What states require of MTVs and MTDs
In the market for an MTV or MTD? You better check your state paving specifications first. Some states leave it up to the contractor with end-product specifications, whereas other states mandate the specific type of transfer equipment allowed on the job. Here's a sample of what some state specifications mention relating to material transfering.
Arizona (2001): The state uses an end-product specification (sections 406 and 416). It's up to the contractor to determine the best method for completing the work.
Arkansas (2003): The state requires the use of an MTV or MTD on all State, U.S. and Interstate Highways using more than 1,000 tons of mix. Contractors are to avoid stop-and-go paving, and the material transfer equipment must continuously reblend the mix either in the transfer vehicle, in a paver hopper insert or in the paver's hopper. Temperature differentials of the profile segments cannot exceed 10 degrees F (6 degrees C).
California (2002): Windrow paving is allowed, with provisions, to provide continuous paving, but material in the windrow cannot fall below 260 degrees Fahrenheit (125 degrees Celsius). Pavers shall be operated to ensure continuous and uniform movement of the paver.
Colorado (1999): Stop-and-go operations of the paver shall be avoided, and forward paver speed is to remain consistent to provide uniform and continuous laying of mix. Material is to be transported and placed on the road without segregation.
Florida (2004/05): The specifications require the speed of the paver to be based on the rate of material delivery as long as the rollers are able to compact to spec densities. Equipment selection is up to the contractor. There is also a special provision for the use of experimental machinery to encourage the development and use of new or improved equipment.
Georgia (2001): MTVs are required on state jobs when the ADT is greater than 6,000, of more than 3,000 linear feet and where tonnages are greater than 2,000 tons. The vehicle must receive mix from hauling equipment and independently deliver the mix to the paver. It must have reblending capability to provide a homogeneous, non-segregated mix with uniform temperatures no more than 20 degrees F (11.1 degrees C) between the high and low temperatures measured transversely across the mat. The MTV has to be empty when crossing a bridge and must cross in the travel lane. The paver must have a hopper insert with a minimum of a 14-ton capacity.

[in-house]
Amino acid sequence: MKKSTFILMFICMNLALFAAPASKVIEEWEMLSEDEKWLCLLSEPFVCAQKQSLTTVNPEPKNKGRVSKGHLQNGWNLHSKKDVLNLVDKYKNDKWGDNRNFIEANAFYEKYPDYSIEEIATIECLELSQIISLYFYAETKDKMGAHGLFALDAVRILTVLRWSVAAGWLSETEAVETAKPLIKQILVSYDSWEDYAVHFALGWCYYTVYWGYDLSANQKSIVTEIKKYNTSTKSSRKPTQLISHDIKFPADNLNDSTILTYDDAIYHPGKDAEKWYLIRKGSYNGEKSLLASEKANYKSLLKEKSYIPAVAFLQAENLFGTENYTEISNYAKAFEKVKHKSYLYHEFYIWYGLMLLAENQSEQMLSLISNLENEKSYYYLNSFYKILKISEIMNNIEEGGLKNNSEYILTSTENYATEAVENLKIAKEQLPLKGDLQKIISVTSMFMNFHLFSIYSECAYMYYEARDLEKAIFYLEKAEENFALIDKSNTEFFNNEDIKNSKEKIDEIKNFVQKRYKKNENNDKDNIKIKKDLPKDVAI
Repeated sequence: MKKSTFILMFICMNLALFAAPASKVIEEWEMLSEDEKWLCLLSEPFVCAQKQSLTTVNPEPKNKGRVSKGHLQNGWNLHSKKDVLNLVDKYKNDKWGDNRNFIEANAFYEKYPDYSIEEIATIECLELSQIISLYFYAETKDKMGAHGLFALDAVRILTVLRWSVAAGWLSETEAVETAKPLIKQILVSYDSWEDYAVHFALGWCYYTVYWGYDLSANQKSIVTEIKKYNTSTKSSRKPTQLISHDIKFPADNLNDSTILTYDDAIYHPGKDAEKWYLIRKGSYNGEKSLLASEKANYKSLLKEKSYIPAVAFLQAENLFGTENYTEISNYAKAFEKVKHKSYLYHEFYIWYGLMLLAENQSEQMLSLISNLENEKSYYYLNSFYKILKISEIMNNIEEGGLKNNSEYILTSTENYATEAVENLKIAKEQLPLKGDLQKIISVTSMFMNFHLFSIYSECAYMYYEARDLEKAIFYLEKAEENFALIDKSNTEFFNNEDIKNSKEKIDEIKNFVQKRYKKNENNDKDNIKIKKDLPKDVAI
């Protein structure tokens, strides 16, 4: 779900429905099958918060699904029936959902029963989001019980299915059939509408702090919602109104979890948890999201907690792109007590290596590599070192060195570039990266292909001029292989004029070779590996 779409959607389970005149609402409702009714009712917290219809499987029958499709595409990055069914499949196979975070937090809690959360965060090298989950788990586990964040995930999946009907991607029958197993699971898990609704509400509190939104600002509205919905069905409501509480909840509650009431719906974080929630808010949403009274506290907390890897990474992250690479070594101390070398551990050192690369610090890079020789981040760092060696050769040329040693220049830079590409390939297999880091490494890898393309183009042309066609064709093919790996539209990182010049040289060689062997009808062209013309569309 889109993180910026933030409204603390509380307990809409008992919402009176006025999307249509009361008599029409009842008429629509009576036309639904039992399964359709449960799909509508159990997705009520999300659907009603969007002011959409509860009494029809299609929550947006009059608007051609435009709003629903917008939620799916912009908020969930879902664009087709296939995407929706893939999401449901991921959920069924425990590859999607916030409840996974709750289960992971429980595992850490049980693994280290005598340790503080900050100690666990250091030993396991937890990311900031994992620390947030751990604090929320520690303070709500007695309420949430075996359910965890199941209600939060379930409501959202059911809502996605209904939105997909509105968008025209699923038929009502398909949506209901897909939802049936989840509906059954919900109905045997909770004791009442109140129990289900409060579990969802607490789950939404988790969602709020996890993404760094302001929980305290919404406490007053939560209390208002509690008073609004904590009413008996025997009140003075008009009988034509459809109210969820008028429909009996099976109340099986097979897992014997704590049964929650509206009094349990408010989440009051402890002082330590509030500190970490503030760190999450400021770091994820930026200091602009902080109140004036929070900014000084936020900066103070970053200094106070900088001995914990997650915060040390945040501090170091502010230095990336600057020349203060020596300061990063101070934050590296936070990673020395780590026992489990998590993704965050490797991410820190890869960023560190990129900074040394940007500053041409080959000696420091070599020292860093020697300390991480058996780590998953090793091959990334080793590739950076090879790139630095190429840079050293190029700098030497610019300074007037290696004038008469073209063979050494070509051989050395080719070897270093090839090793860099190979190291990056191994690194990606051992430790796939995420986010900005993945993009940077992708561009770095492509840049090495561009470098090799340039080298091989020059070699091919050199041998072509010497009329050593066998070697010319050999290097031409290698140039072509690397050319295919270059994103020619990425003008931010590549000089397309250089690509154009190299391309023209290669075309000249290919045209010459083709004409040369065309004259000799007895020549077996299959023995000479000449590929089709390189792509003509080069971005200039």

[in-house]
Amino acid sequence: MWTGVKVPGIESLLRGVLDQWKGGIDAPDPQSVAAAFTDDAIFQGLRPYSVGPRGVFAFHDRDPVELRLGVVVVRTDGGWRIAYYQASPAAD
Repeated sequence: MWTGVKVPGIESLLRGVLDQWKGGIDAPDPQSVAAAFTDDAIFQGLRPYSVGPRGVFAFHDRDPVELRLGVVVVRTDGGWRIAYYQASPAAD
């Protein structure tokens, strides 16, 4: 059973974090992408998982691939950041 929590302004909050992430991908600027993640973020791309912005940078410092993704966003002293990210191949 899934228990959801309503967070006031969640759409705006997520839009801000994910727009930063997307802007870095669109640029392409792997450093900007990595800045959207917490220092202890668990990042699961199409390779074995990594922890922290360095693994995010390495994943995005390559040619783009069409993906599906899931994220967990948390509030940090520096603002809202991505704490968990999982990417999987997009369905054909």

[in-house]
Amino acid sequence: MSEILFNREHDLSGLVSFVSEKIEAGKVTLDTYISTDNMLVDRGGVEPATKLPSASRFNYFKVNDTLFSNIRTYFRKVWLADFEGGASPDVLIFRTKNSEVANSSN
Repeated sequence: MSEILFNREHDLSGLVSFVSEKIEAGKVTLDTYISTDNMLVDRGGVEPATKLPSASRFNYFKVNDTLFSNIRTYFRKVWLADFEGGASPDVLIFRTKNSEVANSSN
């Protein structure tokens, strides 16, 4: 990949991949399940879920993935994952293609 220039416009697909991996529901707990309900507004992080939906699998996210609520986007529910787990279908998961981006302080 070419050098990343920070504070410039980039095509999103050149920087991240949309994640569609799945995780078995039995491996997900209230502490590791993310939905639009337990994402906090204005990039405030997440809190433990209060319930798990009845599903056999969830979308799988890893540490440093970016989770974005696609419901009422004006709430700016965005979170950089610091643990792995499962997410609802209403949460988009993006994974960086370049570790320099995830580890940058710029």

Illinois (2003/06): There are no special provisions outlined for MTVs or MTDs in the state's 406 standards and specifications. However, there is a "Special Provision" written for all interstate bituminous paving contracts and other contracts at the District's discretion. This provision requires the transfer equipment to have a minimum surge capacity of 13.5 metric tons (15 tons), be self-propelled and is capable of moving independent of the paver. Additionally it is to have remixing capabilities and be used in conjunction with a paver equipped with a hopper insert with a minimum 12.7 metric-ton (14-ton) capacity. The Bureau of Bridges and Structures must analyze the structures the transfer equipment will cross, and it must be moved across bridges empty.
Iowa (2002): The use of an MTV is subject to approval by the engineer, based on bridge and paving structural evaluation of resultant axle and wheel loads. If using a windrow process, the windrow must be uniform and extend no more than two truck dumps ahead of the paver.
Louisiana (2000): State specifications require continuous plant and roadway operations. An MTV is required on the final two lifts, regardless of average daily traffic, with one truck waiting while the other is depositing material into the MTV to maintain continuous paving. The MTV must have additional mixing capabilities to reduce segregation and a swivel conveyor. The paver must also be equipped with a hopper insert with a minimum of 18-ton capacity.
Ohio (2000): The specs stipulate the coordination of the spreading operation with the rate of production and material delivery to attain uniform, continuous paving progress. There are no special provisions for or against the use of MTVs or MTDs.
Oklahoma (1999 with June OK contractor source): The specs call for the paver to operate at a uniform speed with no consistent stopping between truck exchanges. They allow the use of material transfer equipment unless shown differently on the plans. Windrow paving is not allowed with SMA mixes, only MTV or Mat Smoothness machines can be used. SMA mixes shall be continuously remixed or reblended either internally in the transfer device, in a paver hopper insert or in the paver's hopper.
New York (2002): There are no provisions mentioned for or against the use of MTVs and MTDs.
Texas (2004): All three types of material transfer equipment are allowed unless otherwise shown on plans, provided the equipment ensures a continuous, uniform mix flow to the paver. A specific type of transfer equipment may be required by the plans. The specs also mention that there is to be no bouncing or jarring of the paver.
Source: FHWA website for National Highway Specifications and individual state D.O.T. websites.